Kit Up!

Navy Announces New PT Uniform, Unisex Jackets, Boots and More

Sailors assigned to the forward-deployed amphibious assault ship USS Essex (LHD 2) participate in command physical training in Sasebo, Japan, in 2011. The Navy is phasing out this version of the PT uniform. (U.S. Navy photo by Mass Communication Specialist 3rd Class Adam M. Bennett)
Sailors assigned to the forward-deployed amphibious assault ship USS Essex (LHD 2) participate in command physical training in Sasebo, Japan, in 2011. The Navy is phasing out this version of the PT uniform. (U.S. Navy photo by Mass Communication Specialist 3rd Class Adam M. Bennett)

Sailors will have access to new physical training uniforms and safety boots this fall, leaders announced Wednesday in a series of updates to the Navy uniform policy and initiatives.

An optional new physical training uniform featuring the Navy's new "forged by the sea" tagline will hit exchanges in October. The PT uniform will come in unisex sizing and include a short-sleeved, navy blue moisture-wicking shirt and 5-inch running shorts, according to Navy administrative message 163/18.

The front of the shirt will sport a gold eagle over the left chest and the "forged by the sea" logo on the back. The shorts will have a Navy logo on the front left leg and a zipper pocket on the back right side.

New recruits will start getting the new PT uniform at boot camp in the next 12 to 18 months. The existing gold-and-blue PT uniform remains authorized for wear until a phase-out date is announced, the message states.

The Navy is also developing more comfortable black leather safety boots to be worn with working uniforms and coveralls. The boot will include a padded foam collar, a full-length liner made of moisture-wicking fabric, and a slip-resistant sole. It can be worn in hot or cold climates.

The boot is expected to hit some exchanges in Virginia, California, Florida, Japan, Illinois, Rhode Island and Hawaii this October, according to the message.

Effective immediately, sailors will be allowed to sport the Eisenhower jacket that best suits their uniform requirements, regardless of gender. Both styles of jacket, men’s and women’s, will now be designated as unisex and will immediately come in a wider range of sizes to accommodate male and female uniform needs.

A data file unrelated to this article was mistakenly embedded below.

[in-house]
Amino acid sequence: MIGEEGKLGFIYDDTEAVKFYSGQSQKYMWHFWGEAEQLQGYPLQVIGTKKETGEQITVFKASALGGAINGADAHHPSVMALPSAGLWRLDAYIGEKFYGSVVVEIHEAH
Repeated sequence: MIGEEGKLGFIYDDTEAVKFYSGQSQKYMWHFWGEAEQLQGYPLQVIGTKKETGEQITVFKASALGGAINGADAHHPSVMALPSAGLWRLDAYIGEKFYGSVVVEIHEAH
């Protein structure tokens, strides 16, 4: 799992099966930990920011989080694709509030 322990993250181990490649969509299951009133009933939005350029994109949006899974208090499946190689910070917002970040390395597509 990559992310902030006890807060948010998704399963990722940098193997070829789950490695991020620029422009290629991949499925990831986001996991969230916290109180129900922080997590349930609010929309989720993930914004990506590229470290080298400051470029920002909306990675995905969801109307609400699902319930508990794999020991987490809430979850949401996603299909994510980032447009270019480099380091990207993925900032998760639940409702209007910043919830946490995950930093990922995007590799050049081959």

"Many women find the lengths available for men's jacket sizes neatly cover the over blouse design," the message states.

Female sailors now immediately have the option of wearing their identification badges on the right side of their uniforms, as long as they're centered a quarter-inch above their name tag. This change is meant to allow for "the greatest visibility of identification badges worn on all female uniforms," according to the message.

Also approved immediately are Defense Contract Management Agency ID badges for any Navy personnel actively assigned to a DCMA billet, and Allied Submarine Command ID badges for sailors currently assigned to Submarine Force Atlantic. Those badges are optional and can be worn only while sailors are in those assignments.

The Navy will continue testing new slacks and skirts for female officers and chief petty officers. Feedback received from wear tests in Washington, D.C., and Rhode Island has been positive, the message states.

Testing to finalize pattern changes, fit and appearance will continue this summer. Improvements include straight-line service skirts and khaki and white service slacks with lower waistlines and reduced rise between the inseam and waist.

"Availability of the improved design skirt and slacks in Navy Exchange Uniform Centers is planned to commence at the end of calendar year 2018," the message states.

Also in the works is an updated Navy uniform mobile application. The expanded app -- which includes uniform illustrations, access to online exchanges and direct communication with "Navy Uniform Matters Ask The Chief" -- is scheduled to be available for download the week of July 23, according to the message.

-- Gina Harkins can be reached at gina.harkins@military.com. Follow her on Twitter @ginaaharkins.

Show Full Article

Most Popular Military News